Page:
TOKYO: Tokyo stocks fell 0.83 percent Friday, ending a three-day winning streak that pushed the benchmark index to a 15-year high, despite a fresh record close for the Nasdaq on Wall Street.
The Nikkei 225 at the Tokyo Stock Exchange lost 167.61 points to end at 20,020.04, while the Topix index of all first-section shares eased 0.37 percent, or 6.03 points, to 1,618.84.
Selling picked up in the afternoon as investors booked profits while the stronger yen — a negative for Japanese exporters’ profitability — also held the market back.
The dollar dipped to 119.34 yen from 119.55 yen in New York and 120.10 yen seen earlier Thursday in Asia.
Confidence took a hit as data Thursday showed fresh claims for US unemployment insurance benefits edged up marginally, while sales of new homes plunged in March Weak data out of China and Japan has also reignited concerns about the state of the global economy.
“The PMI (purchasing managers’ index) data out of Japan, China and the US showed that the global economy may be losing some steam,” said Juichi Wako, a senior strategist at Nomura.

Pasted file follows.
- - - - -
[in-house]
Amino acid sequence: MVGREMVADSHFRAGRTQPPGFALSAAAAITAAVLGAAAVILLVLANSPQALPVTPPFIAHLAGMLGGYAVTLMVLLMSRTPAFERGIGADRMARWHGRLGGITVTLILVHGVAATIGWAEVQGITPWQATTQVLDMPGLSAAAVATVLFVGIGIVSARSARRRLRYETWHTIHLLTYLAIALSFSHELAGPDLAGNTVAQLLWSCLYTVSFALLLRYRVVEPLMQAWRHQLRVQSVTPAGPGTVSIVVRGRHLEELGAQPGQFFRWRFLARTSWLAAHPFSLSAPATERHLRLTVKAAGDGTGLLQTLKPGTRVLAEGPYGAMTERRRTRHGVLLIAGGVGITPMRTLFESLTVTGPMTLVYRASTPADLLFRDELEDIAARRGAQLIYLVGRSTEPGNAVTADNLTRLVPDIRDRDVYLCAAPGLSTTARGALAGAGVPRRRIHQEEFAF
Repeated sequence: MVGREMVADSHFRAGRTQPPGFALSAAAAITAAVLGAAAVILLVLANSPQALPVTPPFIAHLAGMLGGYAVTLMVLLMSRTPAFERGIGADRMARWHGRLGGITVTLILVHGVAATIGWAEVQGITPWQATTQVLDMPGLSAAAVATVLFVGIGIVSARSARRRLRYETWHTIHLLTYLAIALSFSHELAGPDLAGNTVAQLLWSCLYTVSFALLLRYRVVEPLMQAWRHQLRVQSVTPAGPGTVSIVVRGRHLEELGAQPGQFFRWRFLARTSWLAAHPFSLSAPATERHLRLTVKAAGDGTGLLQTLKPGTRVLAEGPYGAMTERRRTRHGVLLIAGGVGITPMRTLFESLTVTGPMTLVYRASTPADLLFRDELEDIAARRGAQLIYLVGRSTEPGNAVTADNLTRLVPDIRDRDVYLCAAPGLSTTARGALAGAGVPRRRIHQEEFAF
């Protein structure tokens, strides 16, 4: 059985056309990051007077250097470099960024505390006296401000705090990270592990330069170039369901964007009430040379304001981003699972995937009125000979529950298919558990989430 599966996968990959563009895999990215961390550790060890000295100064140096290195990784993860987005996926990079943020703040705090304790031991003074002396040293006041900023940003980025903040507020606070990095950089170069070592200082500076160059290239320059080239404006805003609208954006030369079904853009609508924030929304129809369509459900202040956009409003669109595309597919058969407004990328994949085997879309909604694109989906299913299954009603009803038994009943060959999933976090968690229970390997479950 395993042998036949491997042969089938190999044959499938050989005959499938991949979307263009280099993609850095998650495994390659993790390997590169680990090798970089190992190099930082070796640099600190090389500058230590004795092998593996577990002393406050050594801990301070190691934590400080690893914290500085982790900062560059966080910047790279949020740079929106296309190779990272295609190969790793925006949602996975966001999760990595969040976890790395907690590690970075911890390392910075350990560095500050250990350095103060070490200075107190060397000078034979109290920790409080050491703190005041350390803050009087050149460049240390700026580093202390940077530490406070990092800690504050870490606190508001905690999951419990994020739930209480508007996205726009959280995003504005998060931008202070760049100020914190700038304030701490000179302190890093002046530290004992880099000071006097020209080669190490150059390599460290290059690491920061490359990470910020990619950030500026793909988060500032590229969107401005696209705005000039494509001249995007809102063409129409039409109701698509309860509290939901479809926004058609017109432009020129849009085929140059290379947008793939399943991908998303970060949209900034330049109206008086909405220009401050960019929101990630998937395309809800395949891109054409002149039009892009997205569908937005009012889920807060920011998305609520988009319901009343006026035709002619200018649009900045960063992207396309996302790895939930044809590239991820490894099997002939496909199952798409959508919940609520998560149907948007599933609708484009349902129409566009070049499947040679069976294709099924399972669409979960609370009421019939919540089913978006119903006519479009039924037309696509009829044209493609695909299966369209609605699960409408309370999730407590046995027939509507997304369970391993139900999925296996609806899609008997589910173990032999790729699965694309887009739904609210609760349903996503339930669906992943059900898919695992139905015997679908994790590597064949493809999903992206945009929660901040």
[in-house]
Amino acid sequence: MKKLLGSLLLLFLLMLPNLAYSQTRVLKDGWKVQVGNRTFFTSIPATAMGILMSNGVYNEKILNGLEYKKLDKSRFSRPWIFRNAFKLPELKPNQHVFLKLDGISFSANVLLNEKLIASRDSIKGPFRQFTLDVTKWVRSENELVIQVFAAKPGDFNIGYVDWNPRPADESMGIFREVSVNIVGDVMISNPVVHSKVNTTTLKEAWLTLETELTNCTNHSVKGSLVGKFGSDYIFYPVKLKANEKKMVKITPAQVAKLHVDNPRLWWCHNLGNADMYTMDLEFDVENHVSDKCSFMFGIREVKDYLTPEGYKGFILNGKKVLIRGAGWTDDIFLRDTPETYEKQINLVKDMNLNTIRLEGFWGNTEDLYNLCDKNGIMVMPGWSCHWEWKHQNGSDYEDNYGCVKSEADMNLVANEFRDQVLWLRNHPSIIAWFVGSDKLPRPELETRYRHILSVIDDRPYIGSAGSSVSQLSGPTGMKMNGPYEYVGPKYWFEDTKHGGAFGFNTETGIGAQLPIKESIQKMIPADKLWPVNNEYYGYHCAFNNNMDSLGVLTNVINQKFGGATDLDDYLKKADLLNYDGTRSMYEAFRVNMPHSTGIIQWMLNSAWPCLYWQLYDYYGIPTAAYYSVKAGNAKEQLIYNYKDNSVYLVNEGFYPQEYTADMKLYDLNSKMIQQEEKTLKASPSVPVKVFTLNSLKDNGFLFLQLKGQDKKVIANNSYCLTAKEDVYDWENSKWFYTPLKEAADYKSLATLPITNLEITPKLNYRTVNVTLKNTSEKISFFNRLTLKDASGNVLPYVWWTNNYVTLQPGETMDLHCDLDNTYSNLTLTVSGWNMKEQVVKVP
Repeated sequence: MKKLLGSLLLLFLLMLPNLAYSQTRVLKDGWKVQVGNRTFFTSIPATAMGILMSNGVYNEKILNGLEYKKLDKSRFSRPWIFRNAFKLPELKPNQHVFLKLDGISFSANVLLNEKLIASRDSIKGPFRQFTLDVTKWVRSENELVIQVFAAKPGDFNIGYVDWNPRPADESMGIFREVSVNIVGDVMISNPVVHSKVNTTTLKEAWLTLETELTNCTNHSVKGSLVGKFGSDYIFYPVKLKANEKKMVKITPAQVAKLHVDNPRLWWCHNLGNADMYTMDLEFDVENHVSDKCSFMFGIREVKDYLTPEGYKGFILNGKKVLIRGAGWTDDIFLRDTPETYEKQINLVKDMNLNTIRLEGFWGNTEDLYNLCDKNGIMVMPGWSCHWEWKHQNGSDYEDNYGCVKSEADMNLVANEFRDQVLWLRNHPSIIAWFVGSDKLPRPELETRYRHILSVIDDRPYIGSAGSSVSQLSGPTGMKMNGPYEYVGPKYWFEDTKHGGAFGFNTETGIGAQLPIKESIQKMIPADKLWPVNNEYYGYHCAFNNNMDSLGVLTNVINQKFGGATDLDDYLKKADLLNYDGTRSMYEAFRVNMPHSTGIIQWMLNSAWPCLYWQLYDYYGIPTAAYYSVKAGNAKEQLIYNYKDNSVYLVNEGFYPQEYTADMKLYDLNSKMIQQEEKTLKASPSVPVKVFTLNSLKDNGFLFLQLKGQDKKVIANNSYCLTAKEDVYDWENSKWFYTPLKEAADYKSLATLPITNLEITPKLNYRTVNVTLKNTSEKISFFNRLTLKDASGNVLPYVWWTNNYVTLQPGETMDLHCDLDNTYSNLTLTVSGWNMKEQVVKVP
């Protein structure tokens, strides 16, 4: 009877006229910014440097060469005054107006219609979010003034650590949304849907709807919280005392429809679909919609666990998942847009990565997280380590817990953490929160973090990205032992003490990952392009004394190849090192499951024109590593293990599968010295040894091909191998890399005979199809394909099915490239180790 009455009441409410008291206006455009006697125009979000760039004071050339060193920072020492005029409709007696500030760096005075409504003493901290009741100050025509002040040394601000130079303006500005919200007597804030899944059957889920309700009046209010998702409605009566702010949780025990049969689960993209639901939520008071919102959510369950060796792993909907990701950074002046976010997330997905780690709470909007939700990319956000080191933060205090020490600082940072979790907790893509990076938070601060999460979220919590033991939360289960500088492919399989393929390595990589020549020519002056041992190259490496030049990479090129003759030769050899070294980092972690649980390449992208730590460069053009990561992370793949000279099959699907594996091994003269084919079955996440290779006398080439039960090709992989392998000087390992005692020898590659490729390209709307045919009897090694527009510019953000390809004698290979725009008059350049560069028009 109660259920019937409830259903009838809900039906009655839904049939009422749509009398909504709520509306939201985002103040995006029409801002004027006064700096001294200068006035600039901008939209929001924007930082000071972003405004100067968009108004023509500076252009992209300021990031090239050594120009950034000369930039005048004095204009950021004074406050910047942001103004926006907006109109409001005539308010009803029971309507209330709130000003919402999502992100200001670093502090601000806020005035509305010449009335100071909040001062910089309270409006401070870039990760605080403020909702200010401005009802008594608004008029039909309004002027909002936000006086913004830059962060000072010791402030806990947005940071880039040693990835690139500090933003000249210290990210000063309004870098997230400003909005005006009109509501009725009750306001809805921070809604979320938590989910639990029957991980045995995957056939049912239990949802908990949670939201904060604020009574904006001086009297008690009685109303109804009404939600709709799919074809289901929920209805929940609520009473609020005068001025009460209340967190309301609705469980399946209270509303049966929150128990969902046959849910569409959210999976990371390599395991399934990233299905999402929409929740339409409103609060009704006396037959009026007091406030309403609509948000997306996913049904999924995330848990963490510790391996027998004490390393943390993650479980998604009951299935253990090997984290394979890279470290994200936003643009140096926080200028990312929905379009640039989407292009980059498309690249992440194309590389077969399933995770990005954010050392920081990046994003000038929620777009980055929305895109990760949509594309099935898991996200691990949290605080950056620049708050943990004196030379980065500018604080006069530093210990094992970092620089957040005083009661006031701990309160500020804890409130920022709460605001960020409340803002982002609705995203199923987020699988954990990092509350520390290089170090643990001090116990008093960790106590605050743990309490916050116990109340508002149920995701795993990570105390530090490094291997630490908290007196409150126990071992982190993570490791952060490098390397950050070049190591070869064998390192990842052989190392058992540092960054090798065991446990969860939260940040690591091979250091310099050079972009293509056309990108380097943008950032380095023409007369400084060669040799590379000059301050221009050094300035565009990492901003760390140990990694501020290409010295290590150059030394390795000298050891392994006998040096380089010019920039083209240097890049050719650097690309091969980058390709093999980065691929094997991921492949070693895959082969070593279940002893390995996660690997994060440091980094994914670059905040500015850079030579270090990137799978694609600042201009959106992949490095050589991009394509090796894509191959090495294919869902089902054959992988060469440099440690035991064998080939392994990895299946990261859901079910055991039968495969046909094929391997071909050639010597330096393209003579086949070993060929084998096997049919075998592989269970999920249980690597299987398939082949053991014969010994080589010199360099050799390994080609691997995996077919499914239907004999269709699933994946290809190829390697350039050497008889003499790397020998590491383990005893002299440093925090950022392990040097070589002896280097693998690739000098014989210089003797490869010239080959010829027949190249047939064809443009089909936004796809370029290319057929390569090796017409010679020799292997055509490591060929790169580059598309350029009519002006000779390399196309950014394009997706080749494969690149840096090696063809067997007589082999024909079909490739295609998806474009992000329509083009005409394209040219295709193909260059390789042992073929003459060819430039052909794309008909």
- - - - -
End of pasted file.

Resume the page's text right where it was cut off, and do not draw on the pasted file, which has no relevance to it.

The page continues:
“Ahead of next week, where we’ll see a proper kick-off to the (Japanese) earnings season and a slew of US economic indicators, investors will be taking a wait-and-see mode,” he told Bloomberg News.
Some of Japan’s largest companies begin reporting earnings from Friday, with Sony, Canon, Japan Airlines, and automaker Honda among the firms announcing their fiscal-year results next week.
On Friday, airline shares retreated a day after crude oil climbed to a four-month high, raising the spectre of increased fuel costs. Japan Airlines dropped 2.93 percent to end at 3,965.0 yen.
Japan’s biggest bank Mitsubishi UFJ slipped 0.56 percent to 856.8 yen and Toyota was down 0.76 percent at 8,413.0 yen, but mobile carrier SoftBank ticked up 0.50 percent to 7,747.0 yen.
In New York, the tech-heavy Nasdaq broke its record high set at the peak of the dot-com boom 15 years ago.
The index added 0.42 percent to finish at 5,056.06, finally making up the nearly 4,000 points lost in a stunning crash that followed the previous closing high set on March 10, 2000. The Dow gained 0.11 percent while the S&P added 0.24 percent.